An printed document with ornate decorative borders.
A French bond for the Akhtala mines issued in 1887, depicting the fortress and the monastery.

Since the late 18th century the monastery serviced ethnic Greeks who were settled in Akhtala in order to work in the gold and silver mines. Roughly 800 Greek families were moved from Gümüşhane in the Ottoman Empire to Akhtala in 1763[11] by the Georgian King Erekle II.[12] The Greeks called the monastery "Meramani". The Greek miners have left inscriptions on the monastery walls.[3] In the 19th century Akhtala was taken over by the Armenian princely family of Melikovs.[4] Currently the monastery has its pilgrimage days on September 20–21. Armenians, Greeks and Georgians visit the monastery on this occasion. The Ambassador of Greece, Panayota Mavromichali visited the monastery on September 20, 2006.[4] An ore mining and processing plant in Akhtala has been dumping copper mine tailings in the pit below the monastery. This has been classified as a threat to local residents.[13]

Surp Astvatsatsin (Holy Mother of God) church[edit]

The main building of the monastic compound is Surp Astvatsatsin (Holy Mother of God) church. The exact date of the building of the church is unknown.[3] It is generally regarded as a 11th-13th century complex,[2] but the current church has been built on an earlier foundation.[4] Kirakos Gandzaketsi mentions that Ivane Zakarian was buried in the church in 1227. Stepanos Orbelian refers to the church in 1216. Modern researchers date the murals within the church to 1205–1216. Princess Mariam, the daughter of Gurgen II (Kyurikeh II) made a record in 1188 on the back of a khachkar found in a place called Ayor adjacent to Akhtala which refers to the construction of the Holy Mother of God church at Akhtala. The inscription on the khackar states the following: "I, the daughter if Kyurikeh, Mariam, erected Surp Astvatsatsin at Pghndzahank, those who honor us remember us in their prayers."[4] In 1185 Mariam had constructed the narthex of the main church in Haghpat. According to some local lore, the church was built in the 7th century by Byzantine emperor of Armenian extraction, Heraclius. Another legend assumes that the church was built in the 5th century by Georgian King Vakhtang I Gorgasali. There is no reasonable evidence to support either story.[4]

Gabled roof with extensions over a covered entrance with two gabled arches.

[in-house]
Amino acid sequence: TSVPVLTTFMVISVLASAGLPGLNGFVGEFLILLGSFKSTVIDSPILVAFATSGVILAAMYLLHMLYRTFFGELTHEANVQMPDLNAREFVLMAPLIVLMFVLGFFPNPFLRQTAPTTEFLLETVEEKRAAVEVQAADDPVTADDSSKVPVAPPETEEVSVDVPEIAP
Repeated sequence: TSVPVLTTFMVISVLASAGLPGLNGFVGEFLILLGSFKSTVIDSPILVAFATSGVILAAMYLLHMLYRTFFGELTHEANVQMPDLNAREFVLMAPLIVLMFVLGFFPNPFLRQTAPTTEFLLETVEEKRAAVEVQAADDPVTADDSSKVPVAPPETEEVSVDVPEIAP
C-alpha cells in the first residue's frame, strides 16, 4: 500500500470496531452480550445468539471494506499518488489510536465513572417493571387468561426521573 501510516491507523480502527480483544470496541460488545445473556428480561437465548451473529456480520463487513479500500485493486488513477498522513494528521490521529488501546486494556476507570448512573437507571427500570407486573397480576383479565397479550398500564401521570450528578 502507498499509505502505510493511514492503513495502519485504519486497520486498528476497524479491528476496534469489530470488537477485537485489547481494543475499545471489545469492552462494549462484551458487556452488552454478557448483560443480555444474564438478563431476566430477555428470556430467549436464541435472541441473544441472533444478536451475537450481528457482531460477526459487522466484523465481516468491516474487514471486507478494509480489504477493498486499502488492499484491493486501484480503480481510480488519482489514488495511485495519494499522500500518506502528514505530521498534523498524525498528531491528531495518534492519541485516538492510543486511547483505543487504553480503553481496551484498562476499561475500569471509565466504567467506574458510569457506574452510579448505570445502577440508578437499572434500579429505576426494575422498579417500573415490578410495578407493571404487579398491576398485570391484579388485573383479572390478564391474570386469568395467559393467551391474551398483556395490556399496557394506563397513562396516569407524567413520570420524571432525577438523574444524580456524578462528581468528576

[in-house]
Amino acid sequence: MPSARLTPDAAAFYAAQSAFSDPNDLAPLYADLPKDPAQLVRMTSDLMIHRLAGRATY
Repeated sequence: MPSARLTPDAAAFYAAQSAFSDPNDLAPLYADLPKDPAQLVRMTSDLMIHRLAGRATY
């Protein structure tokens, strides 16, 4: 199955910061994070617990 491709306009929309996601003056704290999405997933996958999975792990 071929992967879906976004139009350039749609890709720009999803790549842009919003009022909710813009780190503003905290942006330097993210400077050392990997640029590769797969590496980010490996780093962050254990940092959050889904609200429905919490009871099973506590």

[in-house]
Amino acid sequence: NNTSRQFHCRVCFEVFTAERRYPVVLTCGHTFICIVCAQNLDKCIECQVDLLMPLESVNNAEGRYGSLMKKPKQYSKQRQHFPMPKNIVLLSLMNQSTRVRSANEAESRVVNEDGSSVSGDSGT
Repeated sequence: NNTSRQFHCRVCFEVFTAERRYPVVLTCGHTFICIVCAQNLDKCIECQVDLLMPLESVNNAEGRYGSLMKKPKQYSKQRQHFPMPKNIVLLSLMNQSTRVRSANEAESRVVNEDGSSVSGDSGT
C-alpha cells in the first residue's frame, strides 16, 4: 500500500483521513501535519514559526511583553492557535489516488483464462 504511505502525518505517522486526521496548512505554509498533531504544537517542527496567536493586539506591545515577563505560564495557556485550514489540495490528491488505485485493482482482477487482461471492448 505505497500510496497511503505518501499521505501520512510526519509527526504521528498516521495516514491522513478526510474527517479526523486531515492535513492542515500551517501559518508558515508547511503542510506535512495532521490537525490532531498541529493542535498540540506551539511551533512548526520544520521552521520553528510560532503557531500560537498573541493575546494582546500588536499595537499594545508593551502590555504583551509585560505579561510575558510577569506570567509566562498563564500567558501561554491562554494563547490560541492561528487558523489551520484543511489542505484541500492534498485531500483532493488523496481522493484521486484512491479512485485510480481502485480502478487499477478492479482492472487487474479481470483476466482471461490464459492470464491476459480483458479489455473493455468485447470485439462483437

The western facade of the church. The arched hall and entrance.

The church used to contain the cross which according to folklore was used by John the Baptist to baptise Jesus Christ. Vasak, the father of Prince Prosh, is said to have given this relic to Ivane Zakarian who later sold it for a large sum to the monastery of Noravank in Syunik.[4]

The church is situated in the middle of the fortress' territory along the longitudinal axis. It belongs to the domed basilica type of churches, where the bearings join with the side-chapels of the apse. Two pairs of arches divided the longitudinal stretched prayer hall into three naves, the central one of which (with double side-chapels) on the eastern side ends with low staged, half-rounded apse and the side-chapels end with sacristies.[8] They are characterized with stylish iconography, richness of theme and variety of different colors (where blue is dominant). The vertical axis of the building was crowned by a massive dome. The pointed dome with the cylindrical drum has not survived. It was damaged during Tamerlane's invasion and completely demolished in 1784 when the Avar Omar Khan invaded the Transcaucasus from Dagestan.[4] In the 19th century, Viceroy of the Caucasus, Prince Mikhail Vorontsov built a semi-spherical wooden dome covered with iron sheets in place of the original dome. The dome was renovated during Soviet years.[4]

Murals of Surp Astvatsatsin[edit]

Colourful paintings of saints on the stone walls and inside the arches.
Fragment of murals on the southern wall of the church.

The murals are one of the best representations of Byzantine art outside the traditional borders of Byzantium. The majority of the murals bare scriptures in Greek. The murals were painted under the patronage of atabek Ivane Zakarian between 1205 and 1216. Parallels have been drawn between the murals and the 11th century Armenian miniature paintings of the Mugni Gospels.[4] The coloring of the murals is characteristic of typical Byzantine art while the thematic solutions are more Armenian. New and Old Testaments scenes as well as various saints including Saint Gregory the Illuminator are depicted on the murals.[3] A large image of the Holy Virgin is depicted in the dome holding Jesus. The mural has been badly damaged and only parts of it survived. Below the Holy Virgin, the Communion is shown where Jesus is depicted twice, turning on the right and left sharing bread with the Apostles.[14] The images of the Apostles Peter, John the Evangelist, Paul and Matthew have survived. The common Christians saints are depicted below the Communion scene, including Pope Sylvester, Saint James the son of Alpheus, Saint John Chrysostom, Basil the Great, Gregory the Illuminator, Jacob of Mtsbin, Clement of Rome, Gregory the Thaumaturgist, Cyril of Alexandria and Eusebius of Caesarea. The murals on the western wall depict the Kingdom of Heaven. The northern wall depicts the trial of Jesus by the high priest of Caiaphas and by the Roman Procurator Pontius Pilate. Some of the murals were renovated in 1979. The arches, niches and columns are also covered by murals.[14]